A few months ago, I read the dense and absolutely fascinating book, "The Discovery of France" (with the additional title in the States of "A Historical Geography") by Professor Graham Robb of Oxford University. It is the most amazing work - the result of many years of research and some 14,000 miles cycled through France on his voyages of discovery. Graham Robb shows how the cohesive nation of today, "la belle France", was far from being either cohesive or civilised until very recently, really until the 19th century. Paris was an island of learning, culture and enterprise in a sea of very primitive, divided groups of people who had little concept of belonging to a nation and who, for the most part, did not even speak French until well after the French Revolution.
One of these groups, the Savoyards from Savoie, a beautiful area to the east of France, in the Alps region of Lake Geneva, had such trouble surviving in their inhospitable and highly taxed lands, that they would send their very young children to Paris for survival, of sorts. This had been going on for centuries, and these young children, virtually in servitude in many cases, would walk to Paris and there, they organised themselves into groups. They were especially famed as chimney sweeps because, being skinny small children, they could clamber up the narrow Parisian chimneys to clean them out.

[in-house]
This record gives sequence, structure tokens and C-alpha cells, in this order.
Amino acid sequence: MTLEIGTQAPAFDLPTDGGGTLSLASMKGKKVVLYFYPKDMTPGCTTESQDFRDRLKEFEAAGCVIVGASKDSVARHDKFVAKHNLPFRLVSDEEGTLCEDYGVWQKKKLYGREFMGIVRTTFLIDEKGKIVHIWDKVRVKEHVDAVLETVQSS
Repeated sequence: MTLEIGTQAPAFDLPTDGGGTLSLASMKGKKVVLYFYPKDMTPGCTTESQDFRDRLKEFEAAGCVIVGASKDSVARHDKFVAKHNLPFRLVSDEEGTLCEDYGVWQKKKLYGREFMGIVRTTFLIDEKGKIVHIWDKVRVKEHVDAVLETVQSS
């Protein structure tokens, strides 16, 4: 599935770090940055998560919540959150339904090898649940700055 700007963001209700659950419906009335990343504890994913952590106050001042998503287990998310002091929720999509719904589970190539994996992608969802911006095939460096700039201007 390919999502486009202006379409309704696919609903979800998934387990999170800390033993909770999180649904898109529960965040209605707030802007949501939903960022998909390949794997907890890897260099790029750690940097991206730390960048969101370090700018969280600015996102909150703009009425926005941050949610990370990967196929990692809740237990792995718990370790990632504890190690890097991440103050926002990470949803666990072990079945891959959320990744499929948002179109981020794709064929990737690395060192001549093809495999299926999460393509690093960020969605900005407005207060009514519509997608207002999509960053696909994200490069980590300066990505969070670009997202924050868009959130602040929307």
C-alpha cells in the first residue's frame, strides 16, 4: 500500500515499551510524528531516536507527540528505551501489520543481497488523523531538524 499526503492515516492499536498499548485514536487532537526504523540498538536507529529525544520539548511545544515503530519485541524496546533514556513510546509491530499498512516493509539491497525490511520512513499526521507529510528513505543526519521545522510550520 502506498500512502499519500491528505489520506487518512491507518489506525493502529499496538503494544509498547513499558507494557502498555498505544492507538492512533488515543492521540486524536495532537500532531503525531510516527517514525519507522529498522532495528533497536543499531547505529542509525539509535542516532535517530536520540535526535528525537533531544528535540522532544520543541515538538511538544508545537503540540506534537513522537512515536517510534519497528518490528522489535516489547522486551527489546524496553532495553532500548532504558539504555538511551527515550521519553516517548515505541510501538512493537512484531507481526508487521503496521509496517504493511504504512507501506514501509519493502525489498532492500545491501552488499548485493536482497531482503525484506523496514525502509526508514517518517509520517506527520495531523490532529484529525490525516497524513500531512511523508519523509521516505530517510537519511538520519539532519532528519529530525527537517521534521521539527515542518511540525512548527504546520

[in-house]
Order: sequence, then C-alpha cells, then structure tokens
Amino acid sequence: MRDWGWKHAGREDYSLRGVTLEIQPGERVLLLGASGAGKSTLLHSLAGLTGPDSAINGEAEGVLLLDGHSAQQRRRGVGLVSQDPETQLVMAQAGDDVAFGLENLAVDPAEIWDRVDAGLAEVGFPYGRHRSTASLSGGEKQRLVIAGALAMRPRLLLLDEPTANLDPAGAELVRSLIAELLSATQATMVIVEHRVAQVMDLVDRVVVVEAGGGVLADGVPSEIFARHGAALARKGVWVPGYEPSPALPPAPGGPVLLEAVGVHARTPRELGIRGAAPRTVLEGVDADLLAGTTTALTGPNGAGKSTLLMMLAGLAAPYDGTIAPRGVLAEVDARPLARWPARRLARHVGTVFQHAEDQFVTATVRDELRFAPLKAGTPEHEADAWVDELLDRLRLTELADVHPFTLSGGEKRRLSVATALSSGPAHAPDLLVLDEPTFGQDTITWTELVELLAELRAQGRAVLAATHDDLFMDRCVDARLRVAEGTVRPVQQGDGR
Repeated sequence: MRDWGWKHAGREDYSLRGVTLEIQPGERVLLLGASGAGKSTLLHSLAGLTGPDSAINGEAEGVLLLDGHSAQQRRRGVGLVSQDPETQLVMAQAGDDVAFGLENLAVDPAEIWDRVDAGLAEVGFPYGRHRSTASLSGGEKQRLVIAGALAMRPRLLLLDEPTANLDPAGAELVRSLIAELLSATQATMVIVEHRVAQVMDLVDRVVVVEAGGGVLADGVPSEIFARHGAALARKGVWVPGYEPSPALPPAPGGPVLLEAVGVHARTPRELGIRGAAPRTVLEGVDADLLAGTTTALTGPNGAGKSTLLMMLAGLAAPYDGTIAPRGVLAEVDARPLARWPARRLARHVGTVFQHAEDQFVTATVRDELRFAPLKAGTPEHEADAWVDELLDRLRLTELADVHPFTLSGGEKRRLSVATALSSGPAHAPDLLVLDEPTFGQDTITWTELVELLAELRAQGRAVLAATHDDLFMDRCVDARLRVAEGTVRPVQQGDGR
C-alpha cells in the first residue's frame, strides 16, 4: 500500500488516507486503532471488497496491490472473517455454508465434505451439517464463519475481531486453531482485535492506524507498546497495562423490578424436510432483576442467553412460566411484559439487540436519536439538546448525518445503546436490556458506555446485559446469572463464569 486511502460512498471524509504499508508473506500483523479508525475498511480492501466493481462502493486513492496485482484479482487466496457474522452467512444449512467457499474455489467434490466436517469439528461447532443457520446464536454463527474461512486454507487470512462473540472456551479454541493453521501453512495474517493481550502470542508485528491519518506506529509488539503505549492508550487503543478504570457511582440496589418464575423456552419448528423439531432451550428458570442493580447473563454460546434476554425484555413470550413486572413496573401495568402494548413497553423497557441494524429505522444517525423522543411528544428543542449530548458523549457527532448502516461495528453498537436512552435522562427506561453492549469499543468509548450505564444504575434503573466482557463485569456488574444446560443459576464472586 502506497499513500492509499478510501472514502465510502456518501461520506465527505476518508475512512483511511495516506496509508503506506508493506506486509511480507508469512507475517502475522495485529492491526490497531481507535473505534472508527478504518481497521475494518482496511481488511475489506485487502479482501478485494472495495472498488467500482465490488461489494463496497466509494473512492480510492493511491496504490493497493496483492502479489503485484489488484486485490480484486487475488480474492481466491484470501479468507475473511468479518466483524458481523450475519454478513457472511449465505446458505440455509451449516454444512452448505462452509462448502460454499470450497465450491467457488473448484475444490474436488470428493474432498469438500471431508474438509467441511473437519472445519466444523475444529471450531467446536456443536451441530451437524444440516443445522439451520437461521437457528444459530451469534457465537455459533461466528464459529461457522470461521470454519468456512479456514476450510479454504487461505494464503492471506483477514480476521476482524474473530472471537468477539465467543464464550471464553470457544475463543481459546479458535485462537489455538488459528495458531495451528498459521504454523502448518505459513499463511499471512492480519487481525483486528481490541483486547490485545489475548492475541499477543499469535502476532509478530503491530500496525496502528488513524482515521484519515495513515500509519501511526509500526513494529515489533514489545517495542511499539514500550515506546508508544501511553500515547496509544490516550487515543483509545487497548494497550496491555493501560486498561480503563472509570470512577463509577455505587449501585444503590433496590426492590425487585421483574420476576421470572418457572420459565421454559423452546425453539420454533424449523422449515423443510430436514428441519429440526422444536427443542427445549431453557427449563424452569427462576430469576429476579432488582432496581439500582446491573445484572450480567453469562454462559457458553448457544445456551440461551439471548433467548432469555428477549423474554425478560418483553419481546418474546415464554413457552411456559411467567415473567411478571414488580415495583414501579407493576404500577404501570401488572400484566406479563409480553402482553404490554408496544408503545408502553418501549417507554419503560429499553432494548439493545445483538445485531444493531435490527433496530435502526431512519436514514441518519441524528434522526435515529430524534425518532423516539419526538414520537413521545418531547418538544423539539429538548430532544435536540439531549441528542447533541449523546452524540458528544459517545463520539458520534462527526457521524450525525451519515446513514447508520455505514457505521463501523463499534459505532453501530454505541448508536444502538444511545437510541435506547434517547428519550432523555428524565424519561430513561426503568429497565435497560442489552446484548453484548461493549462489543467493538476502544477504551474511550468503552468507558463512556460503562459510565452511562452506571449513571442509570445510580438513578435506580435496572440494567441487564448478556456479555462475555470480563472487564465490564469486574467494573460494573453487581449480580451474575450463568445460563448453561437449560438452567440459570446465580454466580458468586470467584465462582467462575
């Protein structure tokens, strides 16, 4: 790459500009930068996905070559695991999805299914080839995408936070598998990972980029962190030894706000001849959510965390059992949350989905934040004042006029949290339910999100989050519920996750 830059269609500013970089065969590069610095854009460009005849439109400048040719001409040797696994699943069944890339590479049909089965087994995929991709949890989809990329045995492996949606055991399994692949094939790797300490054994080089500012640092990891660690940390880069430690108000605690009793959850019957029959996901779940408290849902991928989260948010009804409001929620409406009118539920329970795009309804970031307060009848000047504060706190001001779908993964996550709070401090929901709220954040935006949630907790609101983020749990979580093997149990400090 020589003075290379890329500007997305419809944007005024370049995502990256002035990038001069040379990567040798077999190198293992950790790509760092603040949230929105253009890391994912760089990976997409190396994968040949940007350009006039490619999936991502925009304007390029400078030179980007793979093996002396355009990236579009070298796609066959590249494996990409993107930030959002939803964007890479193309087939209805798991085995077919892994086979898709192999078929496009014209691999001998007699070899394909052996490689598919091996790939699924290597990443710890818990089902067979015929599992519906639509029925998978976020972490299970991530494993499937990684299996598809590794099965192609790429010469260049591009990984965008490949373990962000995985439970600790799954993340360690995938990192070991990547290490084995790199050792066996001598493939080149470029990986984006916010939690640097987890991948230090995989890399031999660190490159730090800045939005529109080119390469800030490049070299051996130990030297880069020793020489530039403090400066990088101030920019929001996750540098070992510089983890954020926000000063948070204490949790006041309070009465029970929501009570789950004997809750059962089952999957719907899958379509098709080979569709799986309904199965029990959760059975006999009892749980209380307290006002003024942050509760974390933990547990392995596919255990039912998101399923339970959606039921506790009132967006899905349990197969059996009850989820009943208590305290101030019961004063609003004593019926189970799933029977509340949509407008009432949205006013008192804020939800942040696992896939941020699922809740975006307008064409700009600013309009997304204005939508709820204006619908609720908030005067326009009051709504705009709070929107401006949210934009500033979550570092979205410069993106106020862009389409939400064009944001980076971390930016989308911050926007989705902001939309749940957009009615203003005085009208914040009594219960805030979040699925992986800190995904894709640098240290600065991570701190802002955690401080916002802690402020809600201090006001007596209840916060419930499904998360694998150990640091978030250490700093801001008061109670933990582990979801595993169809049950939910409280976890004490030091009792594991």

Graham Robb tells a lot about these impoverished Savoyards, with their sense of solidarity, and their importance to their families back in Savoie to whom they would send money every year. Balzac and Victor Hugo wrote about the Savoyards, with their heroic attempts to survive, turning their hand to any job deemed unfit for others.
Eventually, some 150 years ago, they progressed from chimney sweeping to another tightly knit category, the "collets rouges", the official porters at Hôtel Drouot, the most famous and oldest auction house in Paris. 110 porters, all Savoyards, have the right to transport, sort, store and carry all the auction items in the Drouot precincts. Recently, there have been some "irregularities" discovered and porters have been investigated for serious wrong-doing, something the French do not seem surprised about!
But the wonderful connecting of dots that happened again for me was when I was reading about the clearly fabulous exhibition currently on at the Royal Academy, London, of Jean Antoine Watteau's drawings. I had known that Watteau drew all sorts of contemporary scenes in Paris, not just the "fêtes galantes" of the Royal Court and 18th century French society. But I had forgotten about his drawings of the Savoyards. The Royal Academy exhibition apparently has eighty-eight drawings, divided into five themes, of which one deals with the Savoyards.
These two drawings of elderly Savoyards, impoverished and marked by hardship, date from 1715. The old lady carries a marmot box, for the Savoyards would train marmots and use them for street entertainment in their quest for survival. Watteau apparently executed about a dozen drawings of the Savoyards in total.
Only such a master draughtsman as Watteau could so vividly illustrate the dire straits of the Savoyards that Graham Robb describes.